The fifth dish is a medley of squid, a seaweed called sargassum, and elements from a tree called huarango – and really evoked the flavours of the sea.
I remember it being a very well composed dish, with the salty squid at the bottom enveloped by a creamy sauce, a thin crisp on top and pickled vegetables as a garnish.
6. “Waters of the Desert” (88 meters)
I had never tried sea urchin before until this course came around, and I was pleasantly surprised.
The dish had a punch of umami flavour, with the broth that was poured over the sea urchin and avocado serving to blend all the ingredients together into a cohesive whole.
7. “Extreme Altitude” (4350 meters)
Corn is Peruvian staple, and this dish highlights the versatility of the ingredient by marrying two native varieties of corn (choclo and kculli) with kiwicha (a dense grain similar to quinoa).
This was one of my favourite dishes, and was the perfect blend of rich, savoury, and fresh elements, with a creamy gnocchi-like base underneath topped by a crispy thin fritter and fresh, herby leaves.
8. “Amazonian Lake” (190 meters)
This one takes the prize as far as presentation is concerned, with piranha heads and eyes staring back at you from the dish it was served in.
Other than that, it was pretty underwhelming, consisting of yet another crisp made up of yuca root and cocona fruit.
9. “Marine Valley (-25 meters)
The ninth dish takes you back to the coast, with an eclectic fusion of scallops, macre pumpkin purée, and sea lettuce coalescing into a mouthwatering union.
10. “Andean Woods” (2980 meters)
The last main course dish consisted of tender, succulent pieces of lamb under a bed of pickled olluco (a kind of tuber) and crystallised straws of sheep’s milk.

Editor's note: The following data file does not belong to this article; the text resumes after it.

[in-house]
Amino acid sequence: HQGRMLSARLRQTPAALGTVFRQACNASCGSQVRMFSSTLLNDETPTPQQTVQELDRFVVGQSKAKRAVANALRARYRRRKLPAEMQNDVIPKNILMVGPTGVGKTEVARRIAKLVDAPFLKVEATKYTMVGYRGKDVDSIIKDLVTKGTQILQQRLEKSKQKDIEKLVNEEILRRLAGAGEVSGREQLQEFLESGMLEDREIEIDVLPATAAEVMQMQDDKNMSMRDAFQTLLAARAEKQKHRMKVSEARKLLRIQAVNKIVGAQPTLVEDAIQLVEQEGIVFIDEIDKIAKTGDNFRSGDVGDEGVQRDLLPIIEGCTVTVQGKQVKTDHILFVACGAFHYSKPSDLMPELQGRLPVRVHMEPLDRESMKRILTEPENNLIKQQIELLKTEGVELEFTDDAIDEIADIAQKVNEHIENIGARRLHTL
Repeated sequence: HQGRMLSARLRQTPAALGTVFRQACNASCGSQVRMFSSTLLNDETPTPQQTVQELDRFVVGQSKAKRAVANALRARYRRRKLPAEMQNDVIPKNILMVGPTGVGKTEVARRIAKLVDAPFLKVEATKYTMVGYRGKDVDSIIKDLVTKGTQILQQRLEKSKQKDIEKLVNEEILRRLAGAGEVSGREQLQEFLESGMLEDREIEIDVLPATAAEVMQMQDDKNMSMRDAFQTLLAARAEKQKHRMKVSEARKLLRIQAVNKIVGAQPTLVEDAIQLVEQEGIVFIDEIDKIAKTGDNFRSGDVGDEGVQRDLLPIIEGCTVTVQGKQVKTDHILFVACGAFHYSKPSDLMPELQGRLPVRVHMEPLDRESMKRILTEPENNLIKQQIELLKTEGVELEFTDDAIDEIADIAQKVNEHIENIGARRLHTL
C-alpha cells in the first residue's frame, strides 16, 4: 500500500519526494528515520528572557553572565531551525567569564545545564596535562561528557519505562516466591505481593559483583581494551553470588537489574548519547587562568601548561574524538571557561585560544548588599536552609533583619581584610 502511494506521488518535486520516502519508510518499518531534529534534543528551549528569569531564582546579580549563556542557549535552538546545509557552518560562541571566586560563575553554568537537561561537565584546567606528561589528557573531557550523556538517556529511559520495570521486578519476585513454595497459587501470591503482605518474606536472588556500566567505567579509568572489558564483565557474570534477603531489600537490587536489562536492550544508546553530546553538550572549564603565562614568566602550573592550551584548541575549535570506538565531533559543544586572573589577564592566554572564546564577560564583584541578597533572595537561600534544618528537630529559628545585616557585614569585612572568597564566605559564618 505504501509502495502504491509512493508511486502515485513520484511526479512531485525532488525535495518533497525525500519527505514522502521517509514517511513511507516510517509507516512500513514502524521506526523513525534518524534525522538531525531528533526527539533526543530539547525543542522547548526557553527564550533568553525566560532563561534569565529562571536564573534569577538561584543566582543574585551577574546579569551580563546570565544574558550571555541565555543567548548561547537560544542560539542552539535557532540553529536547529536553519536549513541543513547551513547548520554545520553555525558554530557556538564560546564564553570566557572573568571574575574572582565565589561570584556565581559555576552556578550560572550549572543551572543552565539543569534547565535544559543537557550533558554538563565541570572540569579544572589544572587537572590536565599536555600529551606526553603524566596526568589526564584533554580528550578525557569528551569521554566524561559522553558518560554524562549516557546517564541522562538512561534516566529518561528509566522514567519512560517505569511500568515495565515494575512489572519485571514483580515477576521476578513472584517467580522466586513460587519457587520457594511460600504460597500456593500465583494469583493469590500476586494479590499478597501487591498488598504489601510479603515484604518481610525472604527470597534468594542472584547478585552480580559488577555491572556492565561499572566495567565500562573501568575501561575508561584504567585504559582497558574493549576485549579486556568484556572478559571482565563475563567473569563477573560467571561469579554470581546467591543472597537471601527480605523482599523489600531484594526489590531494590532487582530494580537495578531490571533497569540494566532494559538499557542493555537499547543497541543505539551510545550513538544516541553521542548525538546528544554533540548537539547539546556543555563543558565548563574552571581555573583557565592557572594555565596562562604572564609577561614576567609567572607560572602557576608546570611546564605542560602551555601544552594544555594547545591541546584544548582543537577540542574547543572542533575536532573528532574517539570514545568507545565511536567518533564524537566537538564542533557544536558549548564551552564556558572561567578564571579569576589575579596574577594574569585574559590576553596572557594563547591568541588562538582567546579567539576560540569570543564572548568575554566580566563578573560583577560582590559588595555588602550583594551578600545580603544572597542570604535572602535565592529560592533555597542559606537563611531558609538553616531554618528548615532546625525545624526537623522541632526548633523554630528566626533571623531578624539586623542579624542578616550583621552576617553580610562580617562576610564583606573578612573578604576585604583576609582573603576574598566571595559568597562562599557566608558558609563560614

While some may have appreciated this dish – and the impeccable technique behind it – it was perhaps my least favourite. While the sauce was interesting, I am not a huge fan of lamb meat.
11. “Green Mountain Range” (2100 meters)
I have to be honest, I am not a huge dessert person. But the first dessert knocked it out of the park.
It elevated two very intrinsic elements of Peruvian cuisine – cacao in the form of a delicious, creamy mousse and coca leaves in a shaved ice-jelly combo.
12. “Medicinal Plants” (3800 meters)
If you’ve seen the Central episode of “Chef’s Table,” you would distinctly remember chef Martínez Véliz rolling around gelatinous balls called cushuro in his palms.
These balls, which are essentially balls of cyanobacteria found in water bodies all over the world, are often referred to as “Andean caviar.”
These, along with gel derived from the broiled bark of the huampo tree, congona leaves and kjolle flowers make up the last course of the 12-course tasting menu, offering a refreshing palette cleanser and a fitting end to the complex culinary journey.